Specifically, your eye shadow.
When we talk about colors, there are three basic qualities they have: Hue, saturation, and value.
Hue is which color: blue, red, green, etc.
Saturation is the dominance of that hue in a given color or pigment. A pure hue is saturated; gray is desaturated. I think of it as the intensity of the color.
Value is the lightness/darkness of the color.
When I do an eye look, I make sure to have three values: light, medium, and dark. That's regardless of which or how many hues I use. I could have a monochromatic look with shades of green, or I could do a multi-hued look with green, purple, and pink; the principle will be the same.
We can run into trouble and make a boring look if we confuse hue and value. Suppose I put green on the lid and purple in the crease, but they're the same value. Doesn't matter that the hues are different: You get no contouring effect by doing that. It looks blah. I have to have, for example, a light green on the lid and browbone, medium purple in the crease blending up into the highlight, and a very deep/dark purple in the outer V. Think in terms of having high contrast. Always blend where colors meet, of course, but make sure the contrast is there.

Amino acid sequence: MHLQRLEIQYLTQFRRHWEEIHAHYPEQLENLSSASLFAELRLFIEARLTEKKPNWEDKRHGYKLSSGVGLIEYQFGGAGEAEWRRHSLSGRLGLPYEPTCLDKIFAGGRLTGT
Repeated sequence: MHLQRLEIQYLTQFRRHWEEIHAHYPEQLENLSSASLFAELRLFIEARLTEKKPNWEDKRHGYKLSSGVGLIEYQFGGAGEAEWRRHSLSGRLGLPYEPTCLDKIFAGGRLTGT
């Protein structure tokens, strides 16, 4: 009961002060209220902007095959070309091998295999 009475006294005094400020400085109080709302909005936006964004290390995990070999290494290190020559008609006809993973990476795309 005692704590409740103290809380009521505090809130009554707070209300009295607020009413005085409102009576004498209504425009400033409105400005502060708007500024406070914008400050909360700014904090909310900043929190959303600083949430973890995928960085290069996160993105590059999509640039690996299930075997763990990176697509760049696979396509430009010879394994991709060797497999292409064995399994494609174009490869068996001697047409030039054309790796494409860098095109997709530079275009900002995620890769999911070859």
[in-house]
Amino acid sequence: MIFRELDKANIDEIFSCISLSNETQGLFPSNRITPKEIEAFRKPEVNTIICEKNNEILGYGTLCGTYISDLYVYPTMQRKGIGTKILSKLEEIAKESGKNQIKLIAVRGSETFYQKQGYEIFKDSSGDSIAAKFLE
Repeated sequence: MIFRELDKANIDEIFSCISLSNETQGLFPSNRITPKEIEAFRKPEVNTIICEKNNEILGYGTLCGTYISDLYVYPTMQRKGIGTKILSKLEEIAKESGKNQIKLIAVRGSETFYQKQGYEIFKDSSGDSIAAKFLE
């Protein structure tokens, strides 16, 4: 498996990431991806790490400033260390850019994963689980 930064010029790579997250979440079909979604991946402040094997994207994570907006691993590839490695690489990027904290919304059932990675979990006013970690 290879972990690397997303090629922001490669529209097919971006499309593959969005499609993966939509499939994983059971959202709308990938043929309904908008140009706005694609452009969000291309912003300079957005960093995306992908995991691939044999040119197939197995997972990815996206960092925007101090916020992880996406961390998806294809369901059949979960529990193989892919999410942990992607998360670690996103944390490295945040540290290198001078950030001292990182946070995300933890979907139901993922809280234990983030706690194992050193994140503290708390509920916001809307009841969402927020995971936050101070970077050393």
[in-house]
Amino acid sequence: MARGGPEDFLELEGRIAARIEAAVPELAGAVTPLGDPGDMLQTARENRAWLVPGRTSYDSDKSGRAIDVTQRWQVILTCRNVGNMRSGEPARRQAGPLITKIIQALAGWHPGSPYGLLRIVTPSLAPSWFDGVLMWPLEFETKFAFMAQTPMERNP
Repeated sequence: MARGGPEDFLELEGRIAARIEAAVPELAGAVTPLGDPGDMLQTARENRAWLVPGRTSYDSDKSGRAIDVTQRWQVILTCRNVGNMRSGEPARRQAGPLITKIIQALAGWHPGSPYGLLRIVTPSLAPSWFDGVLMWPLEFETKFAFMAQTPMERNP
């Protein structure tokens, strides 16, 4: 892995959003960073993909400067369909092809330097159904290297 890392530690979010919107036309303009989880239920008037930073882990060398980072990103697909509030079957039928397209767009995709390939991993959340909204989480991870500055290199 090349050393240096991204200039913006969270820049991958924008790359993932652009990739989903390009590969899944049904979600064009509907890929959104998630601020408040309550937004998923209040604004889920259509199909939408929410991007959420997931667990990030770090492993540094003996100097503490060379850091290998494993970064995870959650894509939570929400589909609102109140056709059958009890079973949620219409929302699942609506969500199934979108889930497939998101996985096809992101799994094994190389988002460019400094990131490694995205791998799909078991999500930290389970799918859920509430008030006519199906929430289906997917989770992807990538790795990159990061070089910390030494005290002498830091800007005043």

As to saturation, that comes into play when you decide whether you want a subtle look or a bold one. Saturated colors are bright and bold, suitable for going out in the evening. Colors that are more desaturated are muted and suitable for work.
I recommend no more than 3 hues of shadow in an eye look. After that, you get muddy or you look like a rainbow. If you're doing a monochromatic look, you can blend some black into that outer V.
What think you all?
For Further Reading...This Week On Pink Truth - Click Here
Pros and Cons of Mary Kay - Read or Contribute or Both!
First Post - Why I Started This Blog
The Article I Wrote For ScamTypes.com (here) (there)
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